Some power plants are just ready and waiting right in the wings. Some take a little bit longer to call on. The newer resources we've been bringing online, things like solar, wind, and batteries can actually respond very quickly to these types of things. In the past, we've relied, and still do, on natural gas power plants, which also some of these power plants can ramp up much faster than traditional coal or nuclear plants.
Colleen: So basically, you're saying that there are plants that are just sitting at the ready. So, if a heat wave is forecast, then they get up and running, they fire up and are ready go?
Julie: That's right. So there are markets designed for this. A lot of this is based on a day ahead market where there's a forecast for how much electricity will be needed. These power plants will bid in. And then real-time markets, which are really looking at if they underestimated or overestimated making those minor adjustments, day of. So especially in things like heat waves, there are some power plants that only run a few times a year. That's incredibly inefficient. It's really costly, right? You're keeping these big power plants around, sometimes small, just to be able to meet these peak events. But it's absolutely the case that the grid has historically been designed to serve customers. So, to meet demand where it is. If you turn that switch, if you fire up that air conditioner, the grid is there to meet demand.
Colleen: Let's talk a little bit about, with renewable energy now gaining momentum, how will solar, wind, battery power, change the system?
Julie: So this system that we've historically used and relied upon is incredibly costly and inefficient. As I was saying, we're just keeping these power plants around to meet a few hours a few days a year. As we pivot to these cleaner resources, especially things like solar plus storage, they can directly replace those natural gas peaker plants. Except not only can they meet those few hours a year, they can contribute year round, which means not only are they much more cost effective, they're also a lot cleaner.
One of the challenges with peaker plants is that they are often located in communities, and on high heat days, there is very bad air quality, some of the worst air quality days of the year. And at that same time, you're powering up...one whole class of these peaker plants are actually the equivalent of jet engines. So you're bolting a jet engine to the ground and you're firing it up right at these bad air quality days. That's a terrible mix. It's costly, and it's bad for public health. So being able to replace those peaker plants with these clean resources that can benefit communities the whole year round, that's the better way to go.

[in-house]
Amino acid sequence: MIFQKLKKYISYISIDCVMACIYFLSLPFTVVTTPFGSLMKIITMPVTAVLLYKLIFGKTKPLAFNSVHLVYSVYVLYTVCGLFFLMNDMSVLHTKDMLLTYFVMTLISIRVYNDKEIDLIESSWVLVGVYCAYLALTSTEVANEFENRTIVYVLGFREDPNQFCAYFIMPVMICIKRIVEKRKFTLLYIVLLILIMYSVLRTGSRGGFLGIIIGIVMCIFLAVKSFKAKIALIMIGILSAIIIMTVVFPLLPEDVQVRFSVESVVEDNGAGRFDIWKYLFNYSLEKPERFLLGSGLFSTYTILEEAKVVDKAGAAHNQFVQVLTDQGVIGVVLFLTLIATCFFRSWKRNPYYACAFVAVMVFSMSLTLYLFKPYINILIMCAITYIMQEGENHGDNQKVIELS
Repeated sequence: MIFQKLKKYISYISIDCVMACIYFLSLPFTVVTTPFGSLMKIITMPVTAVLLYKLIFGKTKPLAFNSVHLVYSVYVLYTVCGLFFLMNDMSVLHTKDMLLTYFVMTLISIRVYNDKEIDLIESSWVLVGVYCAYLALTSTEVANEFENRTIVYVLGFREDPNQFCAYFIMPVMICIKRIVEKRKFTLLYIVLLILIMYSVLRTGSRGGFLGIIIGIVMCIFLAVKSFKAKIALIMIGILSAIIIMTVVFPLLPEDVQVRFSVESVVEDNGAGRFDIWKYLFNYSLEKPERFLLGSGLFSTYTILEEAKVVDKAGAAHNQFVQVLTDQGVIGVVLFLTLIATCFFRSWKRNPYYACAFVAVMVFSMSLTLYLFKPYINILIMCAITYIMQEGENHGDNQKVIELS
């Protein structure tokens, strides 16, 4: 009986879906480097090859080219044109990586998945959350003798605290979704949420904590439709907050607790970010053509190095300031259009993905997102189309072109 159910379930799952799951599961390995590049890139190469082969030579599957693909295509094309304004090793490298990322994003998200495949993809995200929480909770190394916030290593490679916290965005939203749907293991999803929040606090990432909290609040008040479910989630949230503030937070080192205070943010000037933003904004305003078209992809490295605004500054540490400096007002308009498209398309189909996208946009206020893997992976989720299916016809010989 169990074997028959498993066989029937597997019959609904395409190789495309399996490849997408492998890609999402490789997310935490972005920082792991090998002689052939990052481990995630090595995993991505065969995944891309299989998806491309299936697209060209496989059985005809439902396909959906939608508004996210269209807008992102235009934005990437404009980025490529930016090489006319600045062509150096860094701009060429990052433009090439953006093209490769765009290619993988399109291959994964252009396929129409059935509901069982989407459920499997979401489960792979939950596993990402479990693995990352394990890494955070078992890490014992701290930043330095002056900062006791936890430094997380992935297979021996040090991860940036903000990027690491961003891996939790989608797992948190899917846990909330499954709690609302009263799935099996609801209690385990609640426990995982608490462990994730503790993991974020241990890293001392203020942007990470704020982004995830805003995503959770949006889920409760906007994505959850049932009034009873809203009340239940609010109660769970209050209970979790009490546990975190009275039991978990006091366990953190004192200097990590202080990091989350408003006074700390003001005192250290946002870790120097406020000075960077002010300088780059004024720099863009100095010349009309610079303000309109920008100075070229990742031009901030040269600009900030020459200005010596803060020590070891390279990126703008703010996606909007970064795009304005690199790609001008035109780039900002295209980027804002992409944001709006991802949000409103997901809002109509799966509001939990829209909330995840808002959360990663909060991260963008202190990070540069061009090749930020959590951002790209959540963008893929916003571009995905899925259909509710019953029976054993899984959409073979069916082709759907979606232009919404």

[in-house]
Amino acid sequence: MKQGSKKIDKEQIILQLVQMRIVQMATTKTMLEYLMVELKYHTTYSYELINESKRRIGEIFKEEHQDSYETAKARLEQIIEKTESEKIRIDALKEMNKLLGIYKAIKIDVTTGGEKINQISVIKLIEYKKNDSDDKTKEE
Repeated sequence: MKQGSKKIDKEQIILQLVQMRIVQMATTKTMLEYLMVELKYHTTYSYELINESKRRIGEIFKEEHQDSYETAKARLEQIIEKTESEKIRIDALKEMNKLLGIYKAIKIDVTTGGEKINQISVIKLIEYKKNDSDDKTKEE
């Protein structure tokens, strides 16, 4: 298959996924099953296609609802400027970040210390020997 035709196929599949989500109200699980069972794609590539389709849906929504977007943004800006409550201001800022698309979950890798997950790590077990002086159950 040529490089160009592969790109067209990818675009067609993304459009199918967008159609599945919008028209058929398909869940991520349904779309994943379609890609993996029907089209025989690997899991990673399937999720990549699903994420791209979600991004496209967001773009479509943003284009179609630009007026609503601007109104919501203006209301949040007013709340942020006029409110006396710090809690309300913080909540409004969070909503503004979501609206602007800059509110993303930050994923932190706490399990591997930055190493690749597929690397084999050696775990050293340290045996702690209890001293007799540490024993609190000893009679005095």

Colleen: And the definition of a peaker plant is this plant that just comes on at those times, those few times in the year when needed.
Julie: That's right. They're all targeting that peak period of the day.
Colleen: Is being a grid operator a stressful job?
Julie: I have to imagine. You see these pictures of their operating rooms and they've got screens all over the place. The power grid is the backbone of all our critical services, right, everything relies on electricity when you follow that thread far enough back. So when the power goes out, it's a real crisis. So one of the most important things operators can do is not only ensure that, right, the power stays on, that's their number one goal. But they have these remote operation centers, right? They have their own resilience plans, just to be sure that they're able to manage outages themselves.
Colleen: As we're recording today, it's quite hot here in the Boston area.
Julie: That it is.
Colleen: We're having another...I'm not sure it's gonna qualify as a heat wave, but a few days of above 90 degree temperatures. How did the grid manage with our last couple of heat waves?
Julie: Overall, the grid did pretty well. In a heat wave, the grid is stressed from really two sides. There is the increased electricity use from all these additional air conditioners coming online, fans, refrigerators running harder. But then there's also the stress on the grid components themselves.